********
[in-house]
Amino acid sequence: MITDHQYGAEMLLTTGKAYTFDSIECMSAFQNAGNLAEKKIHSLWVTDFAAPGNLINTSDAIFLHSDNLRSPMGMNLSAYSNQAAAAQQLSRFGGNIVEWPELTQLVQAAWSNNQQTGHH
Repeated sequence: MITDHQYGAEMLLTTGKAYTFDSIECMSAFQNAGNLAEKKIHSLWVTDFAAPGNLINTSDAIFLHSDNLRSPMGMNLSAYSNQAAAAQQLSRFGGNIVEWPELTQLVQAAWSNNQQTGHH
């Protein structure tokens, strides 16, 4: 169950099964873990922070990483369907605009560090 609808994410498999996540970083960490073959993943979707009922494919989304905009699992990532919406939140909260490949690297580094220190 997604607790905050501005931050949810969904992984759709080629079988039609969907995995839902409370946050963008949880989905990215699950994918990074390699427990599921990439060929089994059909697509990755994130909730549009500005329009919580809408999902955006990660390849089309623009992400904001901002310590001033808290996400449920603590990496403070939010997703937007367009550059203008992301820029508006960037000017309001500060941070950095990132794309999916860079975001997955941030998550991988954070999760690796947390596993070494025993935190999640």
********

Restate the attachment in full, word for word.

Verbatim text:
[in-house]
Amino acid sequence: MITDHQYGAEMLLTTGKAYTFDSIECMSAFQNAGNLAEKKIHSLWVTDFAAPGNLINTSDAIFLHSDNLRSPMGMNLSAYSNQAAAAQQLSRFGGNIVEWPELTQLVQAAWSNNQQTGHH
Repeated sequence: MITDHQYGAEMLLTTGKAYTFDSIECMSAFQNAGNLAEKKIHSLWVTDFAAPGNLINTSDAIFLHSDNLRSPMGMNLSAYSNQAAAAQQLSRFGGNIVEWPELTQLVQAAWSNNQQTGHH
């Protein structure tokens, strides 16, 4: 169950099964873990922070990483369907605009560090 609808994410498999996540970083960490073959993943979707009922494919989304905009699992990532919406939140909260490949690297580094220190 997604607790905050501005931050949810969904992984759709080629079988039609969907995995839902409370946050963008949880989905990215699950994918990074390699427990599921990439060929089994059909697509990755994130909730549009500005329009919580809408999902955006990660390849089309623009992400904001901002310590001033808290996400449920603590990496403070939010997703937007367009550059203008992301820029508006960037000017309001500060941070950095990132794309999916860079975001997955941030998550991988954070999760690796947390596993070494025993935190999640």